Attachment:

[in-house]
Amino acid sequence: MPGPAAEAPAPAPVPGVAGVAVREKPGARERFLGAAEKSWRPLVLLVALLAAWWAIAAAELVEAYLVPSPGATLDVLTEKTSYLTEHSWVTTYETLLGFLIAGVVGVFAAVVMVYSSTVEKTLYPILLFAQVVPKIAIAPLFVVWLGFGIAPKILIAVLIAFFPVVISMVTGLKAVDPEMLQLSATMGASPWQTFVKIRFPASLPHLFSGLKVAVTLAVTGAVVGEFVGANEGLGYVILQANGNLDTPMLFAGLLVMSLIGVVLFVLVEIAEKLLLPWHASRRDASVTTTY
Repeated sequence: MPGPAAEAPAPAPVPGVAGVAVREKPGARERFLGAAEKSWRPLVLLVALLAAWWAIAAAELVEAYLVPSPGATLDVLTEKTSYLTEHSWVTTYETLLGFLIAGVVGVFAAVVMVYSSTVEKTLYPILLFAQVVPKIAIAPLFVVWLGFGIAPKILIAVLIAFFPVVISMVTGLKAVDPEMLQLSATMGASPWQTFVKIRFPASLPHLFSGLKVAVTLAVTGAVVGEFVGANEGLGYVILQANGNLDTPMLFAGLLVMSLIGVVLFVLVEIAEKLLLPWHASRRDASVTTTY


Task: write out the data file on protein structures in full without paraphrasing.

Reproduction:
[in-house]
Amino acid sequence: MPGPAAEAPAPAPVPGVAGVAVREKPGARERFLGAAEKSWRPLVLLVALLAAWWAIAAAELVEAYLVPSPGATLDVLTEKTSYLTEHSWVTTYETLLGFLIAGVVGVFAAVVMVYSSTVEKTLYPILLFAQVVPKIAIAPLFVVWLGFGIAPKILIAVLIAFFPVVISMVTGLKAVDPEMLQLSATMGASPWQTFVKIRFPASLPHLFSGLKVAVTLAVTGAVVGEFVGANEGLGYVILQANGNLDTPMLFAGLLVMSLIGVVLFVLVEIAEKLLLPWHASRRDASVTTTY
Repeated sequence: MPGPAAEAPAPAPVPGVAGVAVREKPGARERFLGAAEKSWRPLVLLVALLAAWWAIAAAELVEAYLVPSPGATLDVLTEKTSYLTEHSWVTTYETLLGFLIAGVVGVFAAVVMVYSSTVEKTLYPILLFAQVVPKIAIAPLFVVWLGFGIAPKILIAVLIAFFPVVISMVTGLKAVDPEMLQLSATMGASPWQTFVKIRFPASLPHLFSGLKVAVTLAVTGAVVGEFVGANEGLGYVILQANGNLDTPMLFAGLLVMSLIGVVLFVLVEIAEKLLLPWHASRRDASVTTTY